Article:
# Probability with time

The time to fly between New York City and Atlanta is uniformly distributed with a minimum of 120 minutes and a maximum of 150 minutes. What is the probability that a flight takes more than 140 minutes?

We model the situation with the continuous uniform distribution on the interval $[120,150]$.

So in principle the flight could last, for example, $142+(\pi\times 10^{-77})$ minutes. This may violate some law of physics, and measurements cannot be made with that kind of precision. But one should remember that a mathematical model is a model, it is not the reality. A model can be useful even if it fits reality only moderately well.

The interval $(140,150]$ has length $10$, while the whole interval $[120,150]$ has length $30$. Since the distribution is uniform, the required probability is $\dfrac{10}{30}$.

• Yes, judging by OPs other question on his profile I think this is the method that was intended to be used. Feb 12, 2013 at 3:44

\begin{align} P(X>140)&=\int_{140}^{150}\dfrac{1}{30}dx\\ &=\dfrac{10}{30}\\&=\dfrac{1}{3} \end{align} Alternately:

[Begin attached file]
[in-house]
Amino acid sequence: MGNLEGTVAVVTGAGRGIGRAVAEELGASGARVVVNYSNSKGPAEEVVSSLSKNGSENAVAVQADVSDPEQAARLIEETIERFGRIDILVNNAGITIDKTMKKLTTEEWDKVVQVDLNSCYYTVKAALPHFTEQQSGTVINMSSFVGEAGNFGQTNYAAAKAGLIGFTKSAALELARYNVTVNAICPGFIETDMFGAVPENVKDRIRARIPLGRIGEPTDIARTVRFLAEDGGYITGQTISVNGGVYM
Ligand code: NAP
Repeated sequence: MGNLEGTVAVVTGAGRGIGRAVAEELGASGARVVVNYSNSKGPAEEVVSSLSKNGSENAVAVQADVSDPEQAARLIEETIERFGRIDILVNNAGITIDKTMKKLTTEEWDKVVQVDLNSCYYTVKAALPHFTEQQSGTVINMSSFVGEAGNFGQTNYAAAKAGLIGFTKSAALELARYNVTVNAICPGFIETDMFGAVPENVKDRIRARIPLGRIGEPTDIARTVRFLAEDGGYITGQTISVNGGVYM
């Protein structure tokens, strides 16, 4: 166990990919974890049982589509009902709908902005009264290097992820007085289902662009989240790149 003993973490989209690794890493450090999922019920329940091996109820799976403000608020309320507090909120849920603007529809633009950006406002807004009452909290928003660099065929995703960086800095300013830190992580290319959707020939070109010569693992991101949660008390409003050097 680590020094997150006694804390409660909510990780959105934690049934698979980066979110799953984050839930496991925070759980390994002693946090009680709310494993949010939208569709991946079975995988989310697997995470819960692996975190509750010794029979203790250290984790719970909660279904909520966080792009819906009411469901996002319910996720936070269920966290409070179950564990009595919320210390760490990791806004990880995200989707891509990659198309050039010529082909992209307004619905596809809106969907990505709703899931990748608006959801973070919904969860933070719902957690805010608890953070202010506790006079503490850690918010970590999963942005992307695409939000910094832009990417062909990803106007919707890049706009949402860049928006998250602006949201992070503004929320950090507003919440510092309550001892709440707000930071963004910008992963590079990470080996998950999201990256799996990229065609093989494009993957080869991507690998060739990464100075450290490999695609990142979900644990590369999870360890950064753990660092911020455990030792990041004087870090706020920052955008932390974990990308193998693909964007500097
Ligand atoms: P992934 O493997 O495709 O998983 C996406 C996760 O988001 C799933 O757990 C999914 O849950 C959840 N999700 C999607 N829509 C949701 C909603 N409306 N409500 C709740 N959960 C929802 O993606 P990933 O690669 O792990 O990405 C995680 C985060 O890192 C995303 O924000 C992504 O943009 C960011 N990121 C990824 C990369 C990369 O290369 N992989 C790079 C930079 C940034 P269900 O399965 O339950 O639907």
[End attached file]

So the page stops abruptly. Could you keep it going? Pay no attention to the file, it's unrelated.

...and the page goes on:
Probability is the area under the curve.

You can think of the distribution to be a rectangle with a span from 120 to 150 and a height of $\dfrac{1}{30}$ to keep the area normalized to 1. Thus, the area from 140 to 150 is simply $10\times \dfrac{1}{30}$ which is the same as above.

The probabilities being uniformly distributed means that the probability density function at any point between 120 and 150 is $\frac {1}{(150-120)} = \frac{1}{30}$, and the probability that the flight will last between 140 and 150 minutes is $(150-140)\frac{1} {30} = \frac{10}{30} = \frac{1}{3}$, so there's a 1 in 3 chance the flight will last between 140 and 150 minutes.